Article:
TOKYO, Jan. 13 (Xinhua) -- The Japanese government on Friday said a controversial plan to release radioactive wastewater from a crippled nuclear plant in Japan's northeast into the Pacific Ocean will start in the spring or summer.
The schedule of the contentious plan to start releasing toxic water from the disaster-hit Fukushima Daiichi nuclear power plant in Fukushima Prefecture, into the ocean, was confirmed at a meeting of cabinet ministers at the prime minister's office on Friday.
During the meeting of relevant cabinet ministers, financial support for fishing communities which will suffer reputational damage when the radioactive water is dumped into seas where they fish, was endorsed, as stipulated by a revised policy on the disposal of the treated water.
Japan's fishing industry has vociferously made clear its ardent opposition to the plan, as it will almost certainly cause further damage to the industry's reputation in the already maligned region.
The government believes a new 50-billion-yen (388.84-million-U.S. dollar) fund under the revised policy will somehow help the fishing communities, whose stock following the release of the toxic water in their fishing areas, will almost certainly be considered tainted, regardless of to what degree the toxic water is treated.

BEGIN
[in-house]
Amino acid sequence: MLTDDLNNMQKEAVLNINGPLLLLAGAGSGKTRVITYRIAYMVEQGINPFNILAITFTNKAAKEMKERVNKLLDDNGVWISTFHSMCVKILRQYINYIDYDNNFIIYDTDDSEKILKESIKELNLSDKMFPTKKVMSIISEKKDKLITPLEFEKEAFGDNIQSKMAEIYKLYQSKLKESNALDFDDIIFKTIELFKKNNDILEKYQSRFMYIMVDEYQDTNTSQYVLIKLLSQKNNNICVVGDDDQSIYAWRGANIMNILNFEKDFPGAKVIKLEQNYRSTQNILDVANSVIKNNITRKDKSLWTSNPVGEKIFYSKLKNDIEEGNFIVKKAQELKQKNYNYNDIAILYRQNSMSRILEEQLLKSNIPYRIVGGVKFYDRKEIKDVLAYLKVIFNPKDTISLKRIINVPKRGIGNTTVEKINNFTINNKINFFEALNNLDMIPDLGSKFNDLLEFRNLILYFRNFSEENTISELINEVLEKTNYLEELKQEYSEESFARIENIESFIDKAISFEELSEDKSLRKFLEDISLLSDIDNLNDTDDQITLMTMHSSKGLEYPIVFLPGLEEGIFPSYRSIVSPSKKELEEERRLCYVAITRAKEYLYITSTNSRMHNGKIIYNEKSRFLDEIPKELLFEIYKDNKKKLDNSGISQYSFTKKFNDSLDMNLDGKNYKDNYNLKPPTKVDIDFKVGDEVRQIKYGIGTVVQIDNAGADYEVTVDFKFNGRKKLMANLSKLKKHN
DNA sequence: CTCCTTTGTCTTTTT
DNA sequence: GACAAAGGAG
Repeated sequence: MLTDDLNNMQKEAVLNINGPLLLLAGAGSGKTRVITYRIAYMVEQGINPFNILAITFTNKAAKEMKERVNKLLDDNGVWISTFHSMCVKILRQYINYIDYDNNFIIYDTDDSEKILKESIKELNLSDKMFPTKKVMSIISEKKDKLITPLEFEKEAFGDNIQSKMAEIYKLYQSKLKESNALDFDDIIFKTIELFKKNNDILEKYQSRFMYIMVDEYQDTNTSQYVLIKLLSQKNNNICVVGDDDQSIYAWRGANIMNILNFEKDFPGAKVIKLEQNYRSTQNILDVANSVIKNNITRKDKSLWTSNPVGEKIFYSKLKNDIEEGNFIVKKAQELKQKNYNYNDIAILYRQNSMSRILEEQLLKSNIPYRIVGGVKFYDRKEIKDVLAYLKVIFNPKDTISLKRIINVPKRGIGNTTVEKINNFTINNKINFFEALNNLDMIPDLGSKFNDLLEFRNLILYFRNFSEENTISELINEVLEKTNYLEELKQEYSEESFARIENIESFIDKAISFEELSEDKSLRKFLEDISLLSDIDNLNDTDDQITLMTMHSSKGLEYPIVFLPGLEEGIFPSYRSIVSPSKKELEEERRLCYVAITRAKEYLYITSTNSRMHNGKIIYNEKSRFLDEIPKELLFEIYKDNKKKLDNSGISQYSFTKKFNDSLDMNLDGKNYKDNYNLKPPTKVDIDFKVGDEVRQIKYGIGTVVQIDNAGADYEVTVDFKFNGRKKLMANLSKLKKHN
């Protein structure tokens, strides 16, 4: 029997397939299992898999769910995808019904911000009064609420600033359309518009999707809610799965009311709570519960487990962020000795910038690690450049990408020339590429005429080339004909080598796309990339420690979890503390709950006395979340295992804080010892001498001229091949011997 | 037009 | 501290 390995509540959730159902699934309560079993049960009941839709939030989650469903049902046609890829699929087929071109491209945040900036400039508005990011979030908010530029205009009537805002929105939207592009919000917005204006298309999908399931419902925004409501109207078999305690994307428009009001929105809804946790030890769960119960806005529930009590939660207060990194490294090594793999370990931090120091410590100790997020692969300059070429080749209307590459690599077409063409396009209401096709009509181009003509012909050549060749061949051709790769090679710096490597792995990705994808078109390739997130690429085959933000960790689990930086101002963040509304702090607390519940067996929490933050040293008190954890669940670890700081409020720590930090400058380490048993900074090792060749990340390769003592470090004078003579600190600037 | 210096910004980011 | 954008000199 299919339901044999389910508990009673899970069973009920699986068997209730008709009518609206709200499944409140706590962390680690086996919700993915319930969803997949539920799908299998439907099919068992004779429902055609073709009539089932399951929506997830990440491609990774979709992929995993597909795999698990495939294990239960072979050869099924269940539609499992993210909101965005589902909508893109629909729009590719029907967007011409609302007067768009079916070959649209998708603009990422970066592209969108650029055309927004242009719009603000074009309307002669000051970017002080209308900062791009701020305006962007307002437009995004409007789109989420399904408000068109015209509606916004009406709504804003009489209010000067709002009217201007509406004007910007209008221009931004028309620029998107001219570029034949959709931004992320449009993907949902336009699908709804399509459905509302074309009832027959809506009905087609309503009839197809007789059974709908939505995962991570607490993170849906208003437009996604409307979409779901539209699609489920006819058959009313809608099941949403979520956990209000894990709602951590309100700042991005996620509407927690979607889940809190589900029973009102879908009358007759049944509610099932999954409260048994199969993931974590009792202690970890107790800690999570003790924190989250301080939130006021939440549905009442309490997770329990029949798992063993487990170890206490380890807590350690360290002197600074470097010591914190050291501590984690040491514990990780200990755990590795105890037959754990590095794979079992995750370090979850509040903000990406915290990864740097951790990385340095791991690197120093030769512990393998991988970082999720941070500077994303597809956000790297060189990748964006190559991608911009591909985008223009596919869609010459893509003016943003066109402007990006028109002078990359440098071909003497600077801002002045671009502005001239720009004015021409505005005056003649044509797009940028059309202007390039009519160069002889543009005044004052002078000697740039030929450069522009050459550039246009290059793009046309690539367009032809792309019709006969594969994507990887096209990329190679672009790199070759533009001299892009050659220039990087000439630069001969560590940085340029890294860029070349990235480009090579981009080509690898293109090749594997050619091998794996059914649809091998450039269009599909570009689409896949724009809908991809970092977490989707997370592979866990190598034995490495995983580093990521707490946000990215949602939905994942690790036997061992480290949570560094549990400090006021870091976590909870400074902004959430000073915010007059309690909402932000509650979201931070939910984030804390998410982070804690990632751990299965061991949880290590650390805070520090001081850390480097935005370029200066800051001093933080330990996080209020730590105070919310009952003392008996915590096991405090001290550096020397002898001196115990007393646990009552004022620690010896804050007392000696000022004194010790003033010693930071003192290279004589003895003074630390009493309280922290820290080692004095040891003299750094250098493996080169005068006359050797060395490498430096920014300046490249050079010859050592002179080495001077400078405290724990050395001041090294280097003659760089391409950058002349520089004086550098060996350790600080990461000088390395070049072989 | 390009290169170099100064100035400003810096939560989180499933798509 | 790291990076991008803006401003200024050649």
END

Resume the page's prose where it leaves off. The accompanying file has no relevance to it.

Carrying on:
Under the plan, the water, which contains hard-to-remove radioactive tritium as a result of being used to cool down melted nuclear fuel at the stricken plant, will be discharged through an underwater tunnel into the Pacific Ocean after being treated.
The plant had its key cooling functions knocked out after being battered by a massive earthquake-triggered tsunami in 2011, resulting in the worst global nuclear crisis since Chernobyl in 1986.
The tainted water being stored in tanks at the plant is expected to soon reach capacity and the lengthy process of then dumping the radioactive water into the ocean is projected to take several decades.
Previously, the government had considered a number of alternatives to simply releasing the radioactive water into the Pacific.
These included discharging the water into the soil, using electrolysis to hydrogenate the tritium, as well as the possibility of encasing the contaminated water and burying it deep underground.
Those attending Friday's meeting of cabinet ministers said that efforts will continue to gain the understanding of local residents, business operators and the broader public, as opposition to the planned dumping has been strong.
Besides staunch opposition to the plan from within Japan, some of the country's closest neighbors and the wider international community have also voiced their concerns about and opposition to the plan to dump the radioactive water into the Pacific Ocean. ■